Middle schoolers: It’s a top topic of focus as 82% reported their child having a phone by 6th grade, 87% by 7th grade and 93% by 8th grade. Social media starts to come into play in a significant way, but only 23% reported allowing their kid to have their own accounts. YouTube is watched often and Instagram and Facebook are observed with a parent or through a parent’s account. 92% of parents actively monitor Internet use either by looking at search and browse histories or logging into their child’s accounts and reading messages. 16% are using a monitoring software of some sort specifically for that purpose. 81% restrict Internet sites through parental controls in some way by this age and 19% control active and shutdown times of the Internet for devices in the home. Fortnite and Minecraft are huge areas of concern for parents at this age, especially with those who have boys. Parents consistently report feeling concerned and frustrated by the inability or lack of desire for kids to go outside and play with other kids in the neighborhood because they are playing with them on the games concurrently from their separate homes.

Highschooler: Most parents stop monitoring behaviors as actively by the time children reach high school. Almost all kids have phones. 33% have their own social media accounts by the start of high school but 73% having their own accounts by the time they graduate. The big focus is on social media and how their kids interact with and treat each other online. There is as much concern over what their kids experience directly as there is over what other kids will expose them to. Porn and online sexual predators is a major concern as well as bullying and self image being affected. YouTube, Instagram and Snapchat are the major platforms that are used in that order. Gaming is still a concern but not as much as middle school, as they have the ability to travel more independently and greater access to a variety of things without direct parental oversight.

Do parents discuss rules with each other?

This was an incredibly interesting result. Even though most parents claim that it’s a top topic, 73% of those say that they do not feel comfortable to speak with other parents in detail about rules for screen time and devices in the home.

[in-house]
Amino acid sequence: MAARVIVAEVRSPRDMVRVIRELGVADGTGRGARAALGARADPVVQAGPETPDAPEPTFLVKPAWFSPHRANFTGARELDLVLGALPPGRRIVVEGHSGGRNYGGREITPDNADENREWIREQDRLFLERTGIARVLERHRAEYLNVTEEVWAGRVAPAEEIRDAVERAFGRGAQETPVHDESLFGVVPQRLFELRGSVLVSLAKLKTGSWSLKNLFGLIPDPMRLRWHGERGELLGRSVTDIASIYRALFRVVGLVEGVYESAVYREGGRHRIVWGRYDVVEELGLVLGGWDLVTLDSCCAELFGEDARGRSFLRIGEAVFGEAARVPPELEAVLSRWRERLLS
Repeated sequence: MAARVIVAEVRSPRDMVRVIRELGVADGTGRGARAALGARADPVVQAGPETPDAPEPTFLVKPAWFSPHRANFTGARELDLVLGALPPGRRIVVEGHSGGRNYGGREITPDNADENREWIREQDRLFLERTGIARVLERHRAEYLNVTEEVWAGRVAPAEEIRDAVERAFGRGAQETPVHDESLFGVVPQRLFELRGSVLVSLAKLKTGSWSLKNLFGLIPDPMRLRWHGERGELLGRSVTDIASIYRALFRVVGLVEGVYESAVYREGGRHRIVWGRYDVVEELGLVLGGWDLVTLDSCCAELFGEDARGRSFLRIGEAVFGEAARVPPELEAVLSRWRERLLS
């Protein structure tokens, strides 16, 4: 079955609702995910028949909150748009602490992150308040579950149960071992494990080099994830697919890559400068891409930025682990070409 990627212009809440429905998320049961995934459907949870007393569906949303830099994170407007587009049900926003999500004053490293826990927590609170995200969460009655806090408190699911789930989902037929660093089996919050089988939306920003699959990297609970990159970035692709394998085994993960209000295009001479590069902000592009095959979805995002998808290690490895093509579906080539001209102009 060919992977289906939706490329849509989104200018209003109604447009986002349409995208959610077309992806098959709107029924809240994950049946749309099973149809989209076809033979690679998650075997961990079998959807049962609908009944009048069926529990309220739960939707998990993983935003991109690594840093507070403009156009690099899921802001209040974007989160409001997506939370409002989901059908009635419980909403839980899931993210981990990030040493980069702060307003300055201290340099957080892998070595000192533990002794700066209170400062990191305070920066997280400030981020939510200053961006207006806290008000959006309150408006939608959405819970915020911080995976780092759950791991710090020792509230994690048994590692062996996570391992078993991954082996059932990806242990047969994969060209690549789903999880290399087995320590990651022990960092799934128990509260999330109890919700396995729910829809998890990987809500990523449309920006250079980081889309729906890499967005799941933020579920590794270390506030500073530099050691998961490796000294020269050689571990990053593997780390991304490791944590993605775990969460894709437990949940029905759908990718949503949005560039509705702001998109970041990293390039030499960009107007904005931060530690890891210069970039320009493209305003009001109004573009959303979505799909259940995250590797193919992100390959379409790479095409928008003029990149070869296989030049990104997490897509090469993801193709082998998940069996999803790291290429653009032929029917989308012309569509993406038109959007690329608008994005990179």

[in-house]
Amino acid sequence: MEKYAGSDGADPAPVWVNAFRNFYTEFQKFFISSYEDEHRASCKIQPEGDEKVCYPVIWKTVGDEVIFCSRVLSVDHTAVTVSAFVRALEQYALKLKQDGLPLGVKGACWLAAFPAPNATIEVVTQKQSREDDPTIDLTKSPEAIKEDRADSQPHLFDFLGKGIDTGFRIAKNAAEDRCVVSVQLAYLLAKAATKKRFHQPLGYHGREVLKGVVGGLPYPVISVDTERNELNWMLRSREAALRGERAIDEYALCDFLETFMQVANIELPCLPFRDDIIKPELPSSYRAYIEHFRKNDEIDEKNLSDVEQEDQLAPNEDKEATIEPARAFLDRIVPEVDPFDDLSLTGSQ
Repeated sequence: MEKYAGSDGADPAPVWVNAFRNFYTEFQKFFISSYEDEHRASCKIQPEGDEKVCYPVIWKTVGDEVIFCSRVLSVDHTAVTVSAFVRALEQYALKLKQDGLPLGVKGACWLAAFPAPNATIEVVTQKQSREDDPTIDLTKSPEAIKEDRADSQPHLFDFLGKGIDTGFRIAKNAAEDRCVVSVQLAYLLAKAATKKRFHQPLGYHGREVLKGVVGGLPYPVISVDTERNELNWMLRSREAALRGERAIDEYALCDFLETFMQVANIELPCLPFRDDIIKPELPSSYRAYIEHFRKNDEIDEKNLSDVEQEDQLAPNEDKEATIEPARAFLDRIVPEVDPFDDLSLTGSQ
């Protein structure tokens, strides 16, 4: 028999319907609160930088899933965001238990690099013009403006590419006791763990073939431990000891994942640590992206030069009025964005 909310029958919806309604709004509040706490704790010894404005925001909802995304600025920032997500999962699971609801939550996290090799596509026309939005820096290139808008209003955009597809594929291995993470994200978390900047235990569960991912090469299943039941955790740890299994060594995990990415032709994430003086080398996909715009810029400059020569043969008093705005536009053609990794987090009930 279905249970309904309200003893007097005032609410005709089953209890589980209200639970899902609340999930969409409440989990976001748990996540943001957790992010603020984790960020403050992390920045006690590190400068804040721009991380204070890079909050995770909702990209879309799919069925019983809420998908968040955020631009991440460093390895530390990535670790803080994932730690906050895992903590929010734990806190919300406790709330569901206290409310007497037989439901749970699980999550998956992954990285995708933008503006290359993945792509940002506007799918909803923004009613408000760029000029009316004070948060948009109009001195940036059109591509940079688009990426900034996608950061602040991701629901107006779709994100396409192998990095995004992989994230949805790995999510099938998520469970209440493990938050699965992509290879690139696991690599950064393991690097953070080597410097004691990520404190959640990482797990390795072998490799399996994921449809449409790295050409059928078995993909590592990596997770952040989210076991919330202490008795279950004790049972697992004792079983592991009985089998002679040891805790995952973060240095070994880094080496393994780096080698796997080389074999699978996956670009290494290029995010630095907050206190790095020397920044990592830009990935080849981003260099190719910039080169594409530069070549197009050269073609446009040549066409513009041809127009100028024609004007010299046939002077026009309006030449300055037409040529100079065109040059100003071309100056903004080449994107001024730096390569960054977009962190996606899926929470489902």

The consistent response as to why that’s the case is that they don’t want to come across as “judgy” and don’t want to be judged by others who might then ask them the same questions in return. Spouses do discuss these topics related to screen time and devices though and most of them will discuss these with family members (most often siblings) or their closest friends. But devices and screen time generally are not discussed beyond that circle. For those who have structured meetings with other parents at school, tensions are reported to run high when there is discussion as to what age children should have their own smart phones.

Most parents are curious about what rules and boundaries other families have in place but they’re also equally if not more interested in how those families determined them. Many families feel that 1-2 hours of screen time sounds like the right amount, but when asked how they know, most can’t answer why.

The first outward sign of where a family sits on the spectrum of digital exposure is often when kids start getting phones or experience digital as part of play time in other families’ homes. 90% of families report regularly reading articles or hearing about issues surrounding screen time. 83% of them feel like the recommendations they read are not consistent and that it’s still generally unknown what the right parameters for a healthy child’s digital life are.

First memories of children using digital devices

97% of parents share a similar recollection regarding this. The story goes that when they’re around their newborn or toddler they’re often on their phone. Due to the nature of attention being focused on a device, the child is naturally curious and reaches out for it often. Just over half of parents eventually hand their phone to the child under the age of two at home. 76% of parents with children two or younger hand their phone to their child when “in a pinch” such as while at a restaurant or doctor’s office. This almost universally was not something parents planned with foresight or discussed in advance. In essence, the parent’s phone becomes a toy. Also, 90% will allow their kids at age two and under to play with their phone or a tablet on long car trips or a plane ride only. 9% do not allow their toddler at age two and under to touch or play with digital devices at all under any circumstances.

The vast majority of parents who allow their children to play with digital devices have not purchased specific learning apps. Most of the time parents allow their children to simply play with existing apps on the adult phone as well as the camera or video functions. Often a common activity is to take pictures and video of the child and then allow them to watch or see those of themselves.